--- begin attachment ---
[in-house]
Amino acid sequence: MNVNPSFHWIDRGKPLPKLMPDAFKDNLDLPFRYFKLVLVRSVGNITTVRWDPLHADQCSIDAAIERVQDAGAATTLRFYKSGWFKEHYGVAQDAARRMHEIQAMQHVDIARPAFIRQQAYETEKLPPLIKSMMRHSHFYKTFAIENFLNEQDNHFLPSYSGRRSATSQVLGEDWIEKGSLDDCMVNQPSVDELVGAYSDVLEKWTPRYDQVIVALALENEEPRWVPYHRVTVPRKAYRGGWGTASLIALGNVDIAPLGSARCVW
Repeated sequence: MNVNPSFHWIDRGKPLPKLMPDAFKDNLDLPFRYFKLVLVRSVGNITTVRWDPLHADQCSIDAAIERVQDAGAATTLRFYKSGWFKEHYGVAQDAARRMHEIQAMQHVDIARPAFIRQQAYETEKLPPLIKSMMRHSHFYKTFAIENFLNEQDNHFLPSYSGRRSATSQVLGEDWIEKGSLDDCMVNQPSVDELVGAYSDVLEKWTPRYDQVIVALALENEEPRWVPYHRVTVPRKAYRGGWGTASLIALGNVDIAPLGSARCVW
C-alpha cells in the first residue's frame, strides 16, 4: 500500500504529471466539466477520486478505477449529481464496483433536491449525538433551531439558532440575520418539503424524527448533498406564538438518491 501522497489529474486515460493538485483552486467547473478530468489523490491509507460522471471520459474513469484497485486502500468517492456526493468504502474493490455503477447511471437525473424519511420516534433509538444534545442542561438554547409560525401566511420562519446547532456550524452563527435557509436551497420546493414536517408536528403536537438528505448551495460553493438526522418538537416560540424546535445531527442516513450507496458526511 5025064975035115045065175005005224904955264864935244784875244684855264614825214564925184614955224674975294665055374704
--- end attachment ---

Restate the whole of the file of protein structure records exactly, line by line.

[in-house]
Amino acid sequence: MNVNPSFHWIDRGKPLPKLMPDAFKDNLDLPFRYFKLVLVRSVGNITTVRWDPLHADQCSIDAAIERVQDAGAATTLRFYKSGWFKEHYGVAQDAARRMHEIQAMQHVDIARPAFIRQQAYETEKLPPLIKSMMRHSHFYKTFAIENFLNEQDNHFLPSYSGRRSATSQVLGEDWIEKGSLDDCMVNQPSVDELVGAYSDVLEKWTPRYDQVIVALALENEEPRWVPYHRVTVPRKAYRGGWGTASLIALGNVDIAPLGSARCVW
Repeated sequence: MNVNPSFHWIDRGKPLPKLMPDAFKDNLDLPFRYFKLVLVRSVGNITTVRWDPLHADQCSIDAAIERVQDAGAATTLRFYKSGWFKEHYGVAQDAARRMHEIQAMQHVDIARPAFIRQQAYETEKLPPLIKSMMRHSHFYKTFAIENFLNEQDNHFLPSYSGRRSATSQVLGEDWIEKGSLDDCMVNQPSVDELVGAYSDVLEKWTPRYDQVIVALALENEEPRWVPYHRVTVPRKAYRGGWGTASLIALGNVDIAPLGSARCVW
C-alpha cells in the first residue's frame, strides 16, 4: 500500500504529471466539466477520486478505477449529481464496483433536491449525538433551531439558532440575520418539503424524527448533498406564538438518491 501522497489529474486515460493538485483552486467547473478530468489523490491509507460522471471520459474513469484497485486502500468517492456526493468504502474493490455503477447511471437525473424519511420516534433509538444534545442542561438554547409560525401566511420562519446547532456550524452563527435557509436551497420546493414536517408536528403536537438528505448551495460553493438526522418538537416560540424546535445531527442516513450507496458526511 5025064975035115045065175005005224904955264864935244784875244684855264614825214564925184614955224674975294665055374704